Our round-up of news items of interest to those working with employment law is reported this month by Alastair Currie and covers: disciplinary sanctions on appeal (no right to impose a harsher sanction); a summary of the government's latest whistleblowing plans; details of the top cases dealt with by Acas; the new flexible working form from BIS and an update on overtime and holiday payments. Plus we detail our forthcoming events.

Disciplinary sanctions on appeal

An interesting interpretation of the options available to employers when deciding disciplinary appeals has been published by the Court of Appeal (CA) this month.  In McMillan v Airedale NHS Foundation Trust, an employee lodged an appeal against a final written warning which the Trust then increased to dismissal. The employee argued that there was no power in the Trust's contractual disciplinary procedure to increase the sanction against her, and sought an injunction against the Trust. The CA agreed and said that the contractual disciplinary procedure did not contain a right for the employer to impose a harsher sanction on appeal; it only contained the right for the employee to appeal the original decision.  In coming to its decision, the CA noted that the non-statutory Acas guidance on disciplinary and grievance procedures sets out that an appeal should not result in a harsher sanction being imposed. The Court also noted that the Trust's disciplinary procedure specifically states that there is no further right of appeal, so the employee would not have any further means of challenging a harsher sanction.  Having said that, the CA did say that it did not see any reason why employers could not include a power in their disciplinary procedures to impose a harsher sanction following an appeal, but that right would have to be expressly provided for in a written procedure.

Government response to whistleblowing Call for Evidence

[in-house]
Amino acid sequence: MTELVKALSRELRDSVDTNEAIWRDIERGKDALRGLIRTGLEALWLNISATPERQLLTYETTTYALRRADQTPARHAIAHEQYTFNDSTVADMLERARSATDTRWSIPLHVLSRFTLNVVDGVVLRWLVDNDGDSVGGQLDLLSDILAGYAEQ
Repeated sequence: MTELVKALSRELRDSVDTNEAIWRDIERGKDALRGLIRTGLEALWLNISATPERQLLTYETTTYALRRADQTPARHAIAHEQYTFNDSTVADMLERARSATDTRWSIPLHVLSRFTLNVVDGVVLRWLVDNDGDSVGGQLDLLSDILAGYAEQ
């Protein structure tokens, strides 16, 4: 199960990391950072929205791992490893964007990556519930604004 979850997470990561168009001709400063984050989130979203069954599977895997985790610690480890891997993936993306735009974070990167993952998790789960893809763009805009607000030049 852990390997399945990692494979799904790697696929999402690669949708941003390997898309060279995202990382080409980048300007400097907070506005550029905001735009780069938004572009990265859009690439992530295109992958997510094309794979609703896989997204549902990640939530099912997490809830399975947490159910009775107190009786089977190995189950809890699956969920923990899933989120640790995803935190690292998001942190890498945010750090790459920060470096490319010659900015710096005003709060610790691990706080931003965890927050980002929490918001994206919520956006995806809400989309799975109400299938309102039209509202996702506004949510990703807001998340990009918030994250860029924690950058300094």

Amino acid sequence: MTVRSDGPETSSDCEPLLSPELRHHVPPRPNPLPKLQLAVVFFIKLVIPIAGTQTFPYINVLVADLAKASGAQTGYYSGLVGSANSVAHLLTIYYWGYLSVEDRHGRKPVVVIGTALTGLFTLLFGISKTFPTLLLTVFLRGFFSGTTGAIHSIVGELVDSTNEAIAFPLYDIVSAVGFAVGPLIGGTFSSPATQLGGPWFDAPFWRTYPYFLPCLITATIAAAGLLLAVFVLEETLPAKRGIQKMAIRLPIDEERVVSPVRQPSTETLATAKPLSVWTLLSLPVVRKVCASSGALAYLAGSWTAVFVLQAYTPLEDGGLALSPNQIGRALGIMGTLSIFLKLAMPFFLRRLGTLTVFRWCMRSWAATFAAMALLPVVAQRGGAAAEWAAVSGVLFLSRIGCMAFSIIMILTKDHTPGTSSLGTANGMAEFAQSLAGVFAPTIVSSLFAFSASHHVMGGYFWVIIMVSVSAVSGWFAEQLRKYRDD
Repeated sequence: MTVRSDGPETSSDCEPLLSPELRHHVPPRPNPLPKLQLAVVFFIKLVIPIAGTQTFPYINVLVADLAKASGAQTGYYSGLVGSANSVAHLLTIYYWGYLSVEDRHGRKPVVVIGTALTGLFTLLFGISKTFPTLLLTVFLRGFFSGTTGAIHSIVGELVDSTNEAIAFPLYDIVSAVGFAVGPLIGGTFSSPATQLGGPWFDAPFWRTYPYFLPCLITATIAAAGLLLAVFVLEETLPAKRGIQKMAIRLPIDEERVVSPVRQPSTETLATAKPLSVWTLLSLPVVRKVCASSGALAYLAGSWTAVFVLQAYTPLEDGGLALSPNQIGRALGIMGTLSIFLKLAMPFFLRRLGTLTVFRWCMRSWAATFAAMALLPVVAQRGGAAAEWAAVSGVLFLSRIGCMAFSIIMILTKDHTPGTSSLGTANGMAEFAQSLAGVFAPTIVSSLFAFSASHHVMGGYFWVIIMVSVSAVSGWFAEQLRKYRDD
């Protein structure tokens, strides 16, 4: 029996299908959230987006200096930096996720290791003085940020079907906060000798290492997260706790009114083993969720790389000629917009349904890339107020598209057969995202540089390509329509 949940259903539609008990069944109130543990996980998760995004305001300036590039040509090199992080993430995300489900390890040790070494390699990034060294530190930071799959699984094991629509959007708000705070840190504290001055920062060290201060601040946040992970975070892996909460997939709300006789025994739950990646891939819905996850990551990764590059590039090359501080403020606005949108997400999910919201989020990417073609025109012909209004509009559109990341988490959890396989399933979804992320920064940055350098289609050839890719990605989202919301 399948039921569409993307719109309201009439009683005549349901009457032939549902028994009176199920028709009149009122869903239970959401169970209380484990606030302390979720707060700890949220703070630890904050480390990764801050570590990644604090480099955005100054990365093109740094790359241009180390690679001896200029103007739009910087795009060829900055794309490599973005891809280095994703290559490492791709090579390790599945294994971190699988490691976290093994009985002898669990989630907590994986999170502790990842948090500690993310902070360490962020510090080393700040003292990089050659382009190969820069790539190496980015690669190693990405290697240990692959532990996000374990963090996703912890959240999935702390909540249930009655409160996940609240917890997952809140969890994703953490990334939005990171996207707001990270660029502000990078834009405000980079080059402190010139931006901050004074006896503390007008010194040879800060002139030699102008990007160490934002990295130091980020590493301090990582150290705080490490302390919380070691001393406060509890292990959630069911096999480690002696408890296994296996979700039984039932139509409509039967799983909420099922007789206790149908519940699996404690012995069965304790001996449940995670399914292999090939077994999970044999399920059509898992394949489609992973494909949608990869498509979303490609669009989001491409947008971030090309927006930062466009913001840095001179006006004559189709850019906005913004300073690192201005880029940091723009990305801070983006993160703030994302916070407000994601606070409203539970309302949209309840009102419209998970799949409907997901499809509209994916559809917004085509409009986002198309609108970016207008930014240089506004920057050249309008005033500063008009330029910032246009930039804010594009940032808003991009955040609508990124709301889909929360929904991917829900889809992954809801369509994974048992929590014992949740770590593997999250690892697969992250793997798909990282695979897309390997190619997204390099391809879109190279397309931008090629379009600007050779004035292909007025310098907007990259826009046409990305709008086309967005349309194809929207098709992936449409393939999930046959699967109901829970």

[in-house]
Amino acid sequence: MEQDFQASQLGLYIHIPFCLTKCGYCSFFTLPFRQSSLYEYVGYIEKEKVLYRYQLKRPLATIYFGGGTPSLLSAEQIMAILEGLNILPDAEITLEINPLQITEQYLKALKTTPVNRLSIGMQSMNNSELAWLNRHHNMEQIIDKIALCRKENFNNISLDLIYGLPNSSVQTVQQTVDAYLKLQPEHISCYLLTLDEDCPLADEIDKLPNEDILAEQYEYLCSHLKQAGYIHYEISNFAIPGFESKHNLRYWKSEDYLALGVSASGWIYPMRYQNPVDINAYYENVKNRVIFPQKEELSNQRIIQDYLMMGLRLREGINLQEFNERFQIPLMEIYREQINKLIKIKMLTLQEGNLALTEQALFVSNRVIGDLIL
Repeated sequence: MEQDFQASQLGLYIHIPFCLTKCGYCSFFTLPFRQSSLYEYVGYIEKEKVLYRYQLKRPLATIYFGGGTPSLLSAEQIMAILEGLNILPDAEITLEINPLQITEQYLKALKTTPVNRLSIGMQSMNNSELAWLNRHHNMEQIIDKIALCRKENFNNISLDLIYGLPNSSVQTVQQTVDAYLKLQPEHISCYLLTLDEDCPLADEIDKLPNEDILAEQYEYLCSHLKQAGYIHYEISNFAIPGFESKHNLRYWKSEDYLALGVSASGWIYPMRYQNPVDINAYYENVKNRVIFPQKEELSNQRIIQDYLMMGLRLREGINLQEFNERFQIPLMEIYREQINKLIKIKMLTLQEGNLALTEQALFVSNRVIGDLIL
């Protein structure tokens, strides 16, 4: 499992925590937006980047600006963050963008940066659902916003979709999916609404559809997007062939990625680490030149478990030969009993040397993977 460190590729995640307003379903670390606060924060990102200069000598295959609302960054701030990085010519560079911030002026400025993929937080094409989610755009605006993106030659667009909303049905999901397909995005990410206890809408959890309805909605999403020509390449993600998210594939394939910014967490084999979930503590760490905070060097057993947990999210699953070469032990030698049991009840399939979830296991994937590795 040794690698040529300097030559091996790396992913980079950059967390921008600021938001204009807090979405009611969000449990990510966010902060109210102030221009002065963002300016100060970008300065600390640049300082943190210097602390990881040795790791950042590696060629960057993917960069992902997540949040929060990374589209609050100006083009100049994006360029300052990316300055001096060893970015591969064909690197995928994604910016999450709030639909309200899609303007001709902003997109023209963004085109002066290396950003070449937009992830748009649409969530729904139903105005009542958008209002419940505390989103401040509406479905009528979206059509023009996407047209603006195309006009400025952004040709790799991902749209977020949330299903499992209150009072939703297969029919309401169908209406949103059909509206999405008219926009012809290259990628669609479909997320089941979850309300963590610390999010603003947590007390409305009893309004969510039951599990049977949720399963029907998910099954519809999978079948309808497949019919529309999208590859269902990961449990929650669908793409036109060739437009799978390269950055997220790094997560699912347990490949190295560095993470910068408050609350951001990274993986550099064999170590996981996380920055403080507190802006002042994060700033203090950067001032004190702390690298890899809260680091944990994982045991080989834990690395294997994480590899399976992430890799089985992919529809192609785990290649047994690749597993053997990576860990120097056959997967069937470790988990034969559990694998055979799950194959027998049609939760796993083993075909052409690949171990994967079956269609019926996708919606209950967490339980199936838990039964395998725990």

At the same time as making changes to the whistleblowing legislation last year (please click here for our summary) the government issued a Call for Evidence. The results of the Call for Evidence have now been published and can be summarised as follows.

  • The government sought views on whether "abuse and misuse of power" and "gross waste or mismanagement of funds" should be a category of disclosure, but has decided that this would create too much legal uncertainty.
  • The government intends to improve guidance on what types of conduct the categories of malpractice cover, as it feels that there is a general lack of clarity about this area.  The government will also improve guidance on methods of disclosure.
  • The government intends to retain the statutory process for updating the list of 'prescribed persons' (i.e. persons to whom qualifying disclosures may be made) but will review the list on an annual basis going forward. We can expect changes in respect of the regulatory bodies for health and social care workers, and consideration is being given to the inclusion of other bodies.
  • Student nurses will be included in the scope of the whistleblowing legislation.  The government does not intend to legislate in relation to other categories of worker, such as non-executive directors, solicitors, police officers and consultants, but will keep this area under review.
  • The possibility of American style 'financial incentives' for whistleblowers was mooted, but the government did not consider the evidence strong enough to introduce a system of financial incentives for whistleblowing in the UK.
  • Improved guidance for employers and individuals will be published and it will also produce a model whistleblowing policy. The response stated: "To help drive a cultural change, the Government will identify and celebrate where organisations embrace whistleblowing and where organisations effectively use whistleblowing as a way of ensuring malpractice is dealt with at an early stage or avoided completely." 

Acas – annual report

Acas has published its 2013/14 Annual Report, which contains statistics about the uptake of the various Acas services in the year to 31 March 2014, and data on the most common topics leading to disputes. The data predates the introduction of mandatory early conciliation in April 2014.